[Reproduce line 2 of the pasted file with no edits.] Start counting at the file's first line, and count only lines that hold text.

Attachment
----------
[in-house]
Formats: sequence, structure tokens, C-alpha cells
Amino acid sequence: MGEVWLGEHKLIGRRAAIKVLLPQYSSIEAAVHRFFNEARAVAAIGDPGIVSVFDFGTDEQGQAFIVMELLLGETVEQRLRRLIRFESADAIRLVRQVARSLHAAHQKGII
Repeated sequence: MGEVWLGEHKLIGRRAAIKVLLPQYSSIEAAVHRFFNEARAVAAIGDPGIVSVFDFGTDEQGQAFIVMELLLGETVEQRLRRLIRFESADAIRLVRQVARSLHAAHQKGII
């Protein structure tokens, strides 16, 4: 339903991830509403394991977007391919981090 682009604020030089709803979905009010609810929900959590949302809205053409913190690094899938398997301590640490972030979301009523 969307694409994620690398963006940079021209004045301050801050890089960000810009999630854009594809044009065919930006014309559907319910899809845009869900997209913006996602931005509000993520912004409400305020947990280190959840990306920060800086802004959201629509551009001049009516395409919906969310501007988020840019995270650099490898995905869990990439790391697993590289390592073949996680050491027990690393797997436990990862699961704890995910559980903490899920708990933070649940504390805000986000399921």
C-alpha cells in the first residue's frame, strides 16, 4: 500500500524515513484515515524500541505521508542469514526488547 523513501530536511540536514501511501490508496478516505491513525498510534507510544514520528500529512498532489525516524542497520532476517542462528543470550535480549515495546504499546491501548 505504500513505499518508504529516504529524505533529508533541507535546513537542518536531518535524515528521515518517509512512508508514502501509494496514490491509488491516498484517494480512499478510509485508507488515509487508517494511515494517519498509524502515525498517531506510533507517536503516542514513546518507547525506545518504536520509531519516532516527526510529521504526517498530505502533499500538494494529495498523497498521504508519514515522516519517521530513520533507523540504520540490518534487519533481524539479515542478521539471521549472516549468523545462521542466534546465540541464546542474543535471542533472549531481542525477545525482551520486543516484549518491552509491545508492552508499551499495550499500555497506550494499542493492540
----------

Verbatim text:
Formats: sequence, structure tokens, C-alpha cells